• Why Do You Overshop?– There are so many reasons for compulsive shopping. Over the course of writing this blog, it has felt like peeling an onion as I discovered more and more contributing factors for my shopping problem.  April Benson, the author of “To Buy or Not to Buy(a book I highly recommend) has outlined 11 main reasons for overshopping.  While all of these reasons don’t apply to everyone, I found that eight of them applied to me when I first read them three years ago. In this post from September 2013, I elaborate on my personal reasons for shopping too much.
  • How a Shopping Hiatus Can Help– There have been quite a few discussions on “shopping bans” on Facebook as of late. So I thought it would be a good idea to highlight this excellent June 2014 guest post from Jill Chivers of “Shop Your Wardrobe.” Jill is a former shopaholic who completed a full year without clothes shopping and went on to create an online membership site to help women learn to shop consciously. If you’ve ever considered taking a break from shopping (it doesn’t have to be for a year!), this article will teach you the five key factors that help make a shopping hiatus work.
  • Avoiding the 3 Most Common August Shopping Mistakes– I mentioned Dr. April Benson above. She is a psychotherapist who specializes in working with compulsive shoppers. Back in August 2013, she and I teamed up to lead a teleseminar focusing on the most common mistakes shoppers tend to make during August and how to best avoid these pitfalls. This post is a summary of the key points discussed in that teleseminar and includes lots of tips for smart shopping and wardrobe management.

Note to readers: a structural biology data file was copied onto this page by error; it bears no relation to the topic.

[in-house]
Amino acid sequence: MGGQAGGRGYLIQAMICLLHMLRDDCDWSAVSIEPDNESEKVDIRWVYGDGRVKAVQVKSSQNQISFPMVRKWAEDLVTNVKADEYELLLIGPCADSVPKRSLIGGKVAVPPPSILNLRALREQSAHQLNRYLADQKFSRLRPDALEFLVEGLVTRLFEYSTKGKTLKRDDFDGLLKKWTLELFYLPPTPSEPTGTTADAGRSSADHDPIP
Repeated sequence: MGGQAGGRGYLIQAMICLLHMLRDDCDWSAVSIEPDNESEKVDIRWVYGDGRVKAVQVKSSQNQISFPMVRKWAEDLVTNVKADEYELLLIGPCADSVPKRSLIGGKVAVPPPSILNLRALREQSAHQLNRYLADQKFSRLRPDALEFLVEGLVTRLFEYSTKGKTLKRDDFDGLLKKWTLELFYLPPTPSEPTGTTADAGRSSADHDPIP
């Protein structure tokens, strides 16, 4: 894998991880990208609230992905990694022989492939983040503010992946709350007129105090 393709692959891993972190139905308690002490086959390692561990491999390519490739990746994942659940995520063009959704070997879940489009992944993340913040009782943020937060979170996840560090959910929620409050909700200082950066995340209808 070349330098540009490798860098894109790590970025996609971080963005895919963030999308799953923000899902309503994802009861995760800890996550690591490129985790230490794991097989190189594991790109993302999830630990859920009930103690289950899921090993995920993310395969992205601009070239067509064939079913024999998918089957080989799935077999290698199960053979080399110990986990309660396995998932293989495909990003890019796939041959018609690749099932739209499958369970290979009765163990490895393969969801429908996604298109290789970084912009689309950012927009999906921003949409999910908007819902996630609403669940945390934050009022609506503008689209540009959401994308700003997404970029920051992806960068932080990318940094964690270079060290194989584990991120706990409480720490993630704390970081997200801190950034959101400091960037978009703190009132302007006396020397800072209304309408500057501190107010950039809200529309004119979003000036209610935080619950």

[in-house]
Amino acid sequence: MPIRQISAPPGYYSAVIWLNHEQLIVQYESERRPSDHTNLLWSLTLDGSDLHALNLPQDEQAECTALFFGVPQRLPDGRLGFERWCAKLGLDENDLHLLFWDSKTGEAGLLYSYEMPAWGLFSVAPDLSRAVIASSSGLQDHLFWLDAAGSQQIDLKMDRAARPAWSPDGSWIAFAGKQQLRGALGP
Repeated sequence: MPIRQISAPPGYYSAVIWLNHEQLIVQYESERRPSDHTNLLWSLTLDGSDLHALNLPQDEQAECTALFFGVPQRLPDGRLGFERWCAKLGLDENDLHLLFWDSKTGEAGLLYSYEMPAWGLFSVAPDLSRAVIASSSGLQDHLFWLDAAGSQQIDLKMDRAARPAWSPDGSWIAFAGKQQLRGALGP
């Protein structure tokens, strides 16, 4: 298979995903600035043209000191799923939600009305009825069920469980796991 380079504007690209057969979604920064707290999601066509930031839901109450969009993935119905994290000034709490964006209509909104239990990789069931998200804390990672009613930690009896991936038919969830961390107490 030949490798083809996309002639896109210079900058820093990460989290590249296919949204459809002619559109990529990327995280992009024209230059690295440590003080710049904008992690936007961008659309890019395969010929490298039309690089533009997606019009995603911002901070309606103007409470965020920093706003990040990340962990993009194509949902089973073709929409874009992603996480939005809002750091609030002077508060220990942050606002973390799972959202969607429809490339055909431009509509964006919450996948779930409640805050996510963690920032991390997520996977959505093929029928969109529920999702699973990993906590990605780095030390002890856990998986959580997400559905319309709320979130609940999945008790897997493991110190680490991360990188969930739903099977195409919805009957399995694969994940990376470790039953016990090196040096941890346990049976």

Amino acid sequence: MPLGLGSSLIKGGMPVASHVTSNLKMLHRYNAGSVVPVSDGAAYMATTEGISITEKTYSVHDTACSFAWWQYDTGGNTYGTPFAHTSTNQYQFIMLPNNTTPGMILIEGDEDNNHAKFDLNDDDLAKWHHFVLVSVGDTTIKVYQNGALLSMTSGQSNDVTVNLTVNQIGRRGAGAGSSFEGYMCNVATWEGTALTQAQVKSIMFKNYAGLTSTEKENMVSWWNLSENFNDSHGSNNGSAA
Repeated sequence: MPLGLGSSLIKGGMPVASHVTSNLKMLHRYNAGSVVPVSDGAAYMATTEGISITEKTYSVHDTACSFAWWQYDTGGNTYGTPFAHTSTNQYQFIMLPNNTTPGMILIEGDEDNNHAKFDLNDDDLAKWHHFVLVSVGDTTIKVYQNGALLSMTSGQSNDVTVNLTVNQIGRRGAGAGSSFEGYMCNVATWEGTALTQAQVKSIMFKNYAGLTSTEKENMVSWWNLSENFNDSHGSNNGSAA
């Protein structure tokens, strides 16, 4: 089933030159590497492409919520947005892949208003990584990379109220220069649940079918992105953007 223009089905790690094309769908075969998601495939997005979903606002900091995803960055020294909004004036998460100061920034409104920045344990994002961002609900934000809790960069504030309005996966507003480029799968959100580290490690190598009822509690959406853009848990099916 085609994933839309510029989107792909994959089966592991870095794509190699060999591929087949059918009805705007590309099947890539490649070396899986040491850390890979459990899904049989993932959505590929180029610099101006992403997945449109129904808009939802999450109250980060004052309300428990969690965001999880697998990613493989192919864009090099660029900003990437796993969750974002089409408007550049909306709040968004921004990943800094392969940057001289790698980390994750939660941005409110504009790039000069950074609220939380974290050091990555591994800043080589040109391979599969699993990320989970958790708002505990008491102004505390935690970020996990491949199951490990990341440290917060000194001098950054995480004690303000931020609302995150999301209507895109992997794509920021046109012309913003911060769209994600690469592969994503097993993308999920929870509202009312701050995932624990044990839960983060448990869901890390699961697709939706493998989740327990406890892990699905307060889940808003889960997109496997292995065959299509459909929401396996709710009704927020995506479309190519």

I hope you enjoyed this installment of useful links.  Feel free to comment on any of the topics from this post and/or share links to articles that you’ve enjoyed recently.  If you have questions for me or suggestions for future posts, please share them in the comments section or contact me directly via email or social media.

As I mentioned above, I’m about to head out for a trip to Lake Tahoe, where I know I’ll see a lot of gorgeous scenery and share some good times with my family and friends.  I’ll also be spending a few days in the San Francisco Bay Area, the place where I grew up but haven’t been back to since 2010. While I’m away, I won’t be blogging, so I’ll be taking a hiatus for the next two weeks.  But I’ve given you some great things to read and explore, so hopefully you’ll enjoy digging into them in my absence.

Although I mentioned in my last post that I would be publishing the second half of my wardrobe and shopping goals update this week (a review of my shopping priorities in line with what I have purchased), I ran out of time to put this post together.  Thus, it will have to wait until I return from my trip.   I have a few other posts waiting in the wings as well, including a follow-up on a previous “story of recovery” (check out the whole series here).   I wish you all a wonderful two weeks during which I hope you’ll spend less time shopping and more time doing those things that make your heart sing (here are some ideas if you’re looking for new hobbies and interests).

12 thoughts on “August 2016 “Grab Bag” of Useful Links